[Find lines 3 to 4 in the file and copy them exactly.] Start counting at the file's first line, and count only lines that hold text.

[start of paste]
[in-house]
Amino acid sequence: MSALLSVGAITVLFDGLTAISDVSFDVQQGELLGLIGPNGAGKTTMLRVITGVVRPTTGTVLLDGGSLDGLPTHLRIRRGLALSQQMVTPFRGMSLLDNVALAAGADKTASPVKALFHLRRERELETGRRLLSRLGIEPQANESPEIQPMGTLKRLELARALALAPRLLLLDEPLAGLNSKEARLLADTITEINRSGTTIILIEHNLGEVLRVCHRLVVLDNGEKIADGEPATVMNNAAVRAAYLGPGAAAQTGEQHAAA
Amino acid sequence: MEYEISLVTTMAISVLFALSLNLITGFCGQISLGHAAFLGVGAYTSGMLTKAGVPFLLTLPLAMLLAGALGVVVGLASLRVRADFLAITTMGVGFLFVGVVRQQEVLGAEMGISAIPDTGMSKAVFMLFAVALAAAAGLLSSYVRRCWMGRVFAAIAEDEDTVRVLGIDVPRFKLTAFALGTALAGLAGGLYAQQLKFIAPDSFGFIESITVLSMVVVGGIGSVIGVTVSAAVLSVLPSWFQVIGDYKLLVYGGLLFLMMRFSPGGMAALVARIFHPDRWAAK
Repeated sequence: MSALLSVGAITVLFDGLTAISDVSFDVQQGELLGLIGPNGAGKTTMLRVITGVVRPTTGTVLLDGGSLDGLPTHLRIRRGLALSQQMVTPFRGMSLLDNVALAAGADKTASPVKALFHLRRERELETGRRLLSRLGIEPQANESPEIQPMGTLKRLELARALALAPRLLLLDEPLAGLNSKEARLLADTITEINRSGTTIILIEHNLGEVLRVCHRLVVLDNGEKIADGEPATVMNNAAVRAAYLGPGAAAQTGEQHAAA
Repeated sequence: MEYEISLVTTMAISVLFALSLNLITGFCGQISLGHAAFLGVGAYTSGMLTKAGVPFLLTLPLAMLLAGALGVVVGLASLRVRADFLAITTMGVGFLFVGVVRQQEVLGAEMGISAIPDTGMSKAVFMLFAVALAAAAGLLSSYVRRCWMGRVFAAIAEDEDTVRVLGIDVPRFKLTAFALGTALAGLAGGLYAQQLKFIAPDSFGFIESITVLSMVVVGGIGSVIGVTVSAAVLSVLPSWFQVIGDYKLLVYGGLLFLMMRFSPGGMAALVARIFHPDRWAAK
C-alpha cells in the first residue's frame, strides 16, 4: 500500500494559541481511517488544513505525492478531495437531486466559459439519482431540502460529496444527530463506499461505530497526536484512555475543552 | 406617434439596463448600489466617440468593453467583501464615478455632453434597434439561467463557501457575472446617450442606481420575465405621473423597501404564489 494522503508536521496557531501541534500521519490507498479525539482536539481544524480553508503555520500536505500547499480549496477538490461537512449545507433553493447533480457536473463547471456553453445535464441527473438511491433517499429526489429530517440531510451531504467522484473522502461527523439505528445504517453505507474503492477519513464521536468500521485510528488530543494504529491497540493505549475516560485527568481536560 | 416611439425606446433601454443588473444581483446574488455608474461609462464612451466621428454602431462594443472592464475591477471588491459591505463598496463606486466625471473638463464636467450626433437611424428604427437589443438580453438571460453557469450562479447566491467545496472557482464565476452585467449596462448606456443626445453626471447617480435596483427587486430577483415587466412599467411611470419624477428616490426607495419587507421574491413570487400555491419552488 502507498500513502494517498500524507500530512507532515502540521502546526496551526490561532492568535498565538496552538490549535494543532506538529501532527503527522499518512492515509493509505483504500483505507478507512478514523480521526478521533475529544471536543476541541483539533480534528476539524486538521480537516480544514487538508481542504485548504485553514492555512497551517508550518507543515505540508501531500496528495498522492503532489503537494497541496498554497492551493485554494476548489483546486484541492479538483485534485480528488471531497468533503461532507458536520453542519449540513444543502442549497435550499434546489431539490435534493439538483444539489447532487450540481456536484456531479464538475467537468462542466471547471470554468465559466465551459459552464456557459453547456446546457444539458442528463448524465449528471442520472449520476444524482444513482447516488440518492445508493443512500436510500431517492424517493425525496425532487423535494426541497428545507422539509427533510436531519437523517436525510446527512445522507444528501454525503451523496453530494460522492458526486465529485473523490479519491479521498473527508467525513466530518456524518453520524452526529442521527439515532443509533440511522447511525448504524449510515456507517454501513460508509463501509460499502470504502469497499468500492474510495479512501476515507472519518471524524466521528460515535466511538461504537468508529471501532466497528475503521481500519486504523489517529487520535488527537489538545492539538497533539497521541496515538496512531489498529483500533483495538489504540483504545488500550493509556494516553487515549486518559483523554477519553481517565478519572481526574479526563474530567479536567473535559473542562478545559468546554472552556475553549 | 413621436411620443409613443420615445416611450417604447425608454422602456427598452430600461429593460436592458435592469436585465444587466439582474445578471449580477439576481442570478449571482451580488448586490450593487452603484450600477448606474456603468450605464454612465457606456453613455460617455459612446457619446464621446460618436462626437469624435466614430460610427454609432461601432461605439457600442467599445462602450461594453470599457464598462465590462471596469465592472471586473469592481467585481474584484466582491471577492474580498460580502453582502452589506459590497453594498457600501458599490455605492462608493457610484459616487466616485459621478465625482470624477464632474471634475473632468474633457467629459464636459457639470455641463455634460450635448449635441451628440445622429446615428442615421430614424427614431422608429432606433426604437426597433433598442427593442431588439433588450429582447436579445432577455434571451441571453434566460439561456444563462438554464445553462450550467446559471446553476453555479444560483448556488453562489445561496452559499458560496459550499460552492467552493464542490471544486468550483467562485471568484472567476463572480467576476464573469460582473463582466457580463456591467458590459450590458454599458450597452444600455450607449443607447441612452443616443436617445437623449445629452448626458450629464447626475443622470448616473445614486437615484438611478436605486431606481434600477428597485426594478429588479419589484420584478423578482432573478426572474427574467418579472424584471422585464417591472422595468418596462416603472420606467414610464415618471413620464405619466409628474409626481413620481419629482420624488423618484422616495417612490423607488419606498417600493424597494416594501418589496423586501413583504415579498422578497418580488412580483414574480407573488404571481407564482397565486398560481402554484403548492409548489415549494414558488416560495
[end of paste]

Amino acid sequence: MEYEISLVTTMAISVLFALSLNLITGFCGQISLGHAAFLGVGAYTSGMLTKAGVPFLLTLPLAMLLAGALGVVVGLASLRVRADFLAITTMGVGFLFVGVVRQQEVLGAEMGISAIPDTGMSKAVFMLFAVALAAAAGLLSSYVRRCWMGRVFAAIAEDEDTVRVLGIDVPRFKLTAFALGTALAGLAGGLYAQQLKFIAPDSFGFIESITVLSMVVVGGIGSVIGVTVSAAVLSVLPSWFQVIGDYKLLVYGGLLFLMMRFSPGGMAALVARIFHPDRWAAK
Repeated sequence: MSALLSVGAITVLFDGLTAISDVSFDVQQGELLGLIGPNGAGKTTMLRVITGVVRPTTGTVLLDGGSLDGLPTHLRIRRGLALSQQMVTPFRGMSLLDNVALAAGADKTASPVKALFHLRRERELETGRRLLSRLGIEPQANESPEIQPMGTLKRLELARALALAPRLLLLDEPLAGLNSKEARLLADTITEINRSGTTIILIEHNLGEVLRVCHRLVVLDNGEKIADGEPATVMNNAAVRAAYLGPGAAAQTGEQHAAA